Little House on the Prairie was good, wholesome television. Each episode was a lesson in proper behavior, complete with characters you love to hate and tragedies that can always be fixed with a little family togetherness. But even Little House on the Prairie was guilty of sometimes taking it too far, like in that one episode with the orangutan (yes, a literal orangutan) and the one with the donkey-riding competition, which granted were really just stupid and not so much "are you kidding me right now?"

But then they did an episode where Albert Ingalls moves to the city and comes home a drug addict. Yep, that's wholesome family entertainment right there. And it's not like his morphine addiction was even plausible or anything. He didn't get addicted because he needed it for pain, he got addicted so he could fit in with the big city in-crowd. Because the one thing that they never, ever told us about the Wild West is that it was full of morphine-addicted teenage cowboys.

According to Talking Shrimp, the episode featured such Very Special moments as Albert stealing drugs from Doc Baker and Albert going through withdrawal symptoms because there were no rehab centers to help morphine-addicted cowboys despite there being such an obvious epidemic. (Incidentally, morphine addiction was actually a thing in the late 19th century because of doctors over prescribing the stuff, but it wasn't quite how it was depicted in the show.)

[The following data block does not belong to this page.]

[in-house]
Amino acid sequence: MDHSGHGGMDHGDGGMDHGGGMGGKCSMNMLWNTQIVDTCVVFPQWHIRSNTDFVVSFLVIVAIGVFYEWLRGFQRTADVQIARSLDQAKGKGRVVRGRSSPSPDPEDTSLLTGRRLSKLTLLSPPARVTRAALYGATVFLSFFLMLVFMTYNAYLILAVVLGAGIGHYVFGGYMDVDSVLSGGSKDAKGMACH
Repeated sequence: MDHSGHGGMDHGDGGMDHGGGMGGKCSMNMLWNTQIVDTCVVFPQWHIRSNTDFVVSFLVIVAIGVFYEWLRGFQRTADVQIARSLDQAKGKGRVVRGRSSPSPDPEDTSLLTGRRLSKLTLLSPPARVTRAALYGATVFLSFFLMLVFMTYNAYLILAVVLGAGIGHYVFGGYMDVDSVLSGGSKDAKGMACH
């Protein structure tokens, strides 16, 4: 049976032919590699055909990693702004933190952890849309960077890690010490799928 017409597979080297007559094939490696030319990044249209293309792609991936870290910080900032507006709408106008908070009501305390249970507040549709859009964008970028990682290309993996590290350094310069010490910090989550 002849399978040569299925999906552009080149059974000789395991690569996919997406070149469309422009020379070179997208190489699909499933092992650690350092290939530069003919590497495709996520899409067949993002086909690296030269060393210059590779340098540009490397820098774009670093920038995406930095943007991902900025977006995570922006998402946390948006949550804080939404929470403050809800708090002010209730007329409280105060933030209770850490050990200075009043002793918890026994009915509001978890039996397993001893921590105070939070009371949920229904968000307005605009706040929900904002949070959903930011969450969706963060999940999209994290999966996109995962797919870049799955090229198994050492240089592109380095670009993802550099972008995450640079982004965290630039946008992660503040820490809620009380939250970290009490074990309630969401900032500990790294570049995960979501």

Wait, aren't sitcoms supposed to be, you know, funny?

Then there was the sitcom — that bastion of primetime entertainment that we television audiences could always count on to provide some comedy relief, you know, in order to help us cope with all the impending nuclear destruction and AIDS and big hair and stuff. But even the '80s sitcom evidently thought that it was A-OK to subject the television viewing audience to the Very Special Episode, you know, in the name of educating an ignorant audience about Very Special Moral Problems. So not only were you getting an unasked-for moral education, you were getting an unasked-for moral education set to a laugh track. Awesome.

According to the AV Club, in March 1987, NBC aired a special one-hour episode of Family Ties (with limited commercial interruption!) so they could entertain-splain the horrors of drunk driving to their expecting-comedy-and-soon-to-be-deeply-disappointed audience. In the episode, central character Alex has to confront the death of his best friend, who incidentally was introduced for the first time ever in that episode, so really not much of a best friend but whatever. Anyway, Alex's friend is killed in a drunk driving accident and we get to watch him confront his emotions with his family and then we get to see him on a darkened stage for 30 commercial-free minutes while he talks it all over with an off-screen therapist. Haha! Family Ties was sure good for some laughs. Ugh.